Specifically a catalyst may work by first reacting with some of the products, forming chemical compounds. Then those compounds react with some of the other products, freeing up the catalyst and at the same time yielding the ingredients. The catalyst can undergo chemical activity of its own, but in the end it has to end up unchanged in its original form. That's the definition of the catalyst, it gets in, does its thing, then gets out.

Now it turns out if you happen to mix up naturally occuring elements and molecules in an environment of some heat and some energy, say as light streaming down from the sun or electrical discharge like lightning, you'll get all sorts of chemical activity going on. Water is naturally produced by hydrogen and oxygen interacting. Lots of other molecules naturally come about. They persist. They naturally build up and concentrate in some places. By their very existence and tendency to concentrate, they affect the environment. They are the environment, or at least some aspect of it. Such an environment has all the ingredients necessary for evolutionary processes to occur.

I've used the words, "evolutionary processes" and "evolution" before without having explained them. By evolution I merely mean life itself adapting to the changing environment in such a way as to become more effective at making copies of itself. That's all evolution is. Life that cannot adapt to the changing environment often dies. Often it can go on existing but is unable to make copies of itself. Life that can adapt makes more copies of itself. Evolution is just nature's way of enforcing survival of the fittest.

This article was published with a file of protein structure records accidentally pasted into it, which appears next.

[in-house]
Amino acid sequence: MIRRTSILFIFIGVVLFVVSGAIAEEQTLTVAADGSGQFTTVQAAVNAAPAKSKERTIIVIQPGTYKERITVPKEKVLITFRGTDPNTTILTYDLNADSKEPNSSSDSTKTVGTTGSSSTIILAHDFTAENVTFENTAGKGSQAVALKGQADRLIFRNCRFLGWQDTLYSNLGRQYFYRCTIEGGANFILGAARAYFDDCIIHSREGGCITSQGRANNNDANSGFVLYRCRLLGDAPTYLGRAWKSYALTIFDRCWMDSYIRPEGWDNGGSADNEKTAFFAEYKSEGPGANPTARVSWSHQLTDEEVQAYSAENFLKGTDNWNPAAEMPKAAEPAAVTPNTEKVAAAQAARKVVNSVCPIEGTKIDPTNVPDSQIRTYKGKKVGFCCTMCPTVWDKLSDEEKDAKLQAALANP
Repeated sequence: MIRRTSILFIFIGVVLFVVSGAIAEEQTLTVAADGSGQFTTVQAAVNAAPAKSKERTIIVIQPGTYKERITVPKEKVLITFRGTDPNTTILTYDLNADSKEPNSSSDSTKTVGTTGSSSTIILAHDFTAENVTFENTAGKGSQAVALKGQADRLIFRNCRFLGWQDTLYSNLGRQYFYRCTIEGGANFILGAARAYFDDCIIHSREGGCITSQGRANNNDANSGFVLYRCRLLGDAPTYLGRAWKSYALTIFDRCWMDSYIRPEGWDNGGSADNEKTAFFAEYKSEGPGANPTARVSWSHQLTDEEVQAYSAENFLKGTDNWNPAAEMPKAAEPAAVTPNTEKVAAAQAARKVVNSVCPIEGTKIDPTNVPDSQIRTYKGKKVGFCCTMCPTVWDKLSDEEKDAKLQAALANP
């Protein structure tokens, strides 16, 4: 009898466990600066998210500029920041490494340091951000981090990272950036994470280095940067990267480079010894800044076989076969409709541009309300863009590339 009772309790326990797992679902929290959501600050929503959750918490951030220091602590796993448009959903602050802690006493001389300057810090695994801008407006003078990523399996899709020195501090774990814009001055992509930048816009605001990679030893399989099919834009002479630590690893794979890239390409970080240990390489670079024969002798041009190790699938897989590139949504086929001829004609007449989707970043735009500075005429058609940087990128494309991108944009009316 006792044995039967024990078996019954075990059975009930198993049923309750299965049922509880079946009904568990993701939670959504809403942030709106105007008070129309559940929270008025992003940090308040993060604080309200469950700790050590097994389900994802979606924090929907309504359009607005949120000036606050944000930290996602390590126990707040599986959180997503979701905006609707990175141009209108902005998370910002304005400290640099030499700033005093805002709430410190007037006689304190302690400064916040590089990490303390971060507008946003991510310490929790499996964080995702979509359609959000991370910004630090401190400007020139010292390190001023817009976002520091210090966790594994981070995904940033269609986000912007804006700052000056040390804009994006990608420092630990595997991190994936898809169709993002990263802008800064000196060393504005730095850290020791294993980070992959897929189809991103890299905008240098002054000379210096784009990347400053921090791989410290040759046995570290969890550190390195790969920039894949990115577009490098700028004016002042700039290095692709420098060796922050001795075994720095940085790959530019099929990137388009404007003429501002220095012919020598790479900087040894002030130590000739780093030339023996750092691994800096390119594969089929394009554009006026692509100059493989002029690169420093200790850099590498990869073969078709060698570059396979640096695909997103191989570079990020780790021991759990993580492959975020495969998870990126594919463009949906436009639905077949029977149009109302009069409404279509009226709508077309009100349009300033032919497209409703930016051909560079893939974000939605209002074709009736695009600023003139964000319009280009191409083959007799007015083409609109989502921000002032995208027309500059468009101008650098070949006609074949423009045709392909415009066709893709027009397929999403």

If you mix a variety of the 92 naturally occuring elements together and maintain them in an environment that might have existed in the early days of the earth's existence, you find naturally there are all sorts of chemical reactions going on. All sorts of more complex chemical products will appear. Some of these behave as catalysts. You'll find there is a constant cycle of change, of birth and death, of briefly achieved equilibrium replaced by further activity and ever greater variety. Practical considerations limit how long one can continue such an experiment and go on observing how things evolve, but it is clear things continue to become more and more interesting as time goes by. Periods of stability punctuate what appears to be an inexorable march to ever greater complexity.

Now consider in this environment that there could naturally come to pass that a chemical product was formed that is able to act as a catalyst for formation of more copies of itself. I personally have not studied enough chemistry to cite an example. However I find it perfectly believable that a simple molecule can be formed through random chance that acts as a catalyst for its own formation. Once one of these molecules exists in the environment, it will serve to catalyze the formation of more molecules identical to itself from the available ingredients of the environment.

Is this not life? Do we not see all that life requires, that an entity make copies of itself? Would such a molecule not experience exponential growth just as life does? As more and more copies of the molecule trigger the formation of still more copies, each constantly triggering the formation of still more... eventually this manic growth will proceed at an ever increasing pace until something gives. Perhaps one of the required ingredients is entirely consumed. Perhaps the available energy has been exhausted. Maybe there is no more room to expand into. Whatever.

But we now have a different environment than what we started with. And it is filled with huge numbers of molecules that act as a catalyst for their own formation. We have a new situation that itself can permit the appearance of some new molecule, perhaps itself built from these self-catalyzing molecules. We have a new environment, so new possibilities have opened up.